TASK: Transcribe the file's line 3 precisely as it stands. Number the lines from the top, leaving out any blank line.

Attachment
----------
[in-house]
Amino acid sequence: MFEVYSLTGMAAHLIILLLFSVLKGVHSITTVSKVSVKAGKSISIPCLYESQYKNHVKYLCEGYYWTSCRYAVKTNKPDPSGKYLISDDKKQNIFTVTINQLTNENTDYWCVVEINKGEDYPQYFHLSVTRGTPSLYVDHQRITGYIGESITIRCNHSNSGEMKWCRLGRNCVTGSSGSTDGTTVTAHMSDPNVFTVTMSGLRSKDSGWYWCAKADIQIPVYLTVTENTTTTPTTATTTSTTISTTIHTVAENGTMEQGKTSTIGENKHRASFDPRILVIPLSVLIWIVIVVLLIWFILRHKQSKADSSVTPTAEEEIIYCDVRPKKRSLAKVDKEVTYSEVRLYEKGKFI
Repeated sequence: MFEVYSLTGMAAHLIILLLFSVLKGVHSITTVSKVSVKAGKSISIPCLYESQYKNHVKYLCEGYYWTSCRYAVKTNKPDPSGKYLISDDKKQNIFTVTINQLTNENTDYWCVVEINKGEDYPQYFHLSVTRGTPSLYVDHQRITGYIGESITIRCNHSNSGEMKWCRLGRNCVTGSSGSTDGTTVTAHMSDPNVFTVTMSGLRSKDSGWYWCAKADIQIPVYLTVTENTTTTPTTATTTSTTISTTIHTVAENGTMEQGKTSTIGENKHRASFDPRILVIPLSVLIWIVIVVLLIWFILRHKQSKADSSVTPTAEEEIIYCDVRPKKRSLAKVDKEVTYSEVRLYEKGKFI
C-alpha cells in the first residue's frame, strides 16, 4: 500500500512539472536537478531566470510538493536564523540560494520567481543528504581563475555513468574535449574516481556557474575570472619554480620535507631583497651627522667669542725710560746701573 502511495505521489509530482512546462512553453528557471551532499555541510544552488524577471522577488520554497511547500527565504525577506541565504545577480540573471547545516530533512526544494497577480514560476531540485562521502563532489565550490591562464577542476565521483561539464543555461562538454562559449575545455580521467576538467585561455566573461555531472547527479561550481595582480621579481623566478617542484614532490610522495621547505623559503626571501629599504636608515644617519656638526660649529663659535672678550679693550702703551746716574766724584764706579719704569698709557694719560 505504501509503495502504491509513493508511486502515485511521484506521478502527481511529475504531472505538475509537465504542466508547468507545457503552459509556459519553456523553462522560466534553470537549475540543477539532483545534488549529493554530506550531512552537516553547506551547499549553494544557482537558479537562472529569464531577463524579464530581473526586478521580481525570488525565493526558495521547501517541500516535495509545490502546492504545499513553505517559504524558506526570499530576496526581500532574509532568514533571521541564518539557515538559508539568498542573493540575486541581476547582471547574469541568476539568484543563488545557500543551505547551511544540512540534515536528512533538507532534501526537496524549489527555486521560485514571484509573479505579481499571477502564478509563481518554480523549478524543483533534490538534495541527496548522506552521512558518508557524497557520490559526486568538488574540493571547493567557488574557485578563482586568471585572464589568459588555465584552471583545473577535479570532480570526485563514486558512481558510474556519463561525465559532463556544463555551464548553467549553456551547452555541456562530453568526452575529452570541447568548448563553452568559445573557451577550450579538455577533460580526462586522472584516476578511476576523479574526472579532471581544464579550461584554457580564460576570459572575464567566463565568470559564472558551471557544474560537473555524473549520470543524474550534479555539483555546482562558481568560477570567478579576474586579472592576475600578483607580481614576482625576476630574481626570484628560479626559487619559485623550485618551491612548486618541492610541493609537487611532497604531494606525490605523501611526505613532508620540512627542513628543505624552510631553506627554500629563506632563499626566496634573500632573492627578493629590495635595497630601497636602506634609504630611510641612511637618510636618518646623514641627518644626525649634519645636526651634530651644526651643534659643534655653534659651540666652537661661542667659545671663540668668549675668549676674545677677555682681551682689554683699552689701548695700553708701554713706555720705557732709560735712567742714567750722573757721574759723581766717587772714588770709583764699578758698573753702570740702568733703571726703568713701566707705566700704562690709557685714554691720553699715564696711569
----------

Repeated sequence: MFEVYSLTGMAAHLIILLLFSVLKGVHSITTVSKVSVKAGKSISIPCLYESQYKNHVKYLCEGYYWTSCRYAVKTNKPDPSGKYLISDDKKQNIFTVTINQLTNENTDYWCVVEINKGEDYPQYFHLSVTRGTPSLYVDHQRITGYIGESITIRCNHSNSGEMKWCRLGRNCVTGSSGSTDGTTVTAHMSDPNVFTVTMSGLRSKDSGWYWCAKADIQIPVYLTVTENTTTTPTTATTTSTTISTTIHTVAENGTMEQGKTSTIGENKHRASFDPRILVIPLSVLIWIVIVVLLIWFILRHKQSKADSSVTPTAEEEIIYCDVRPKKRSLAKVDKEVTYSEVRLYEKGKFI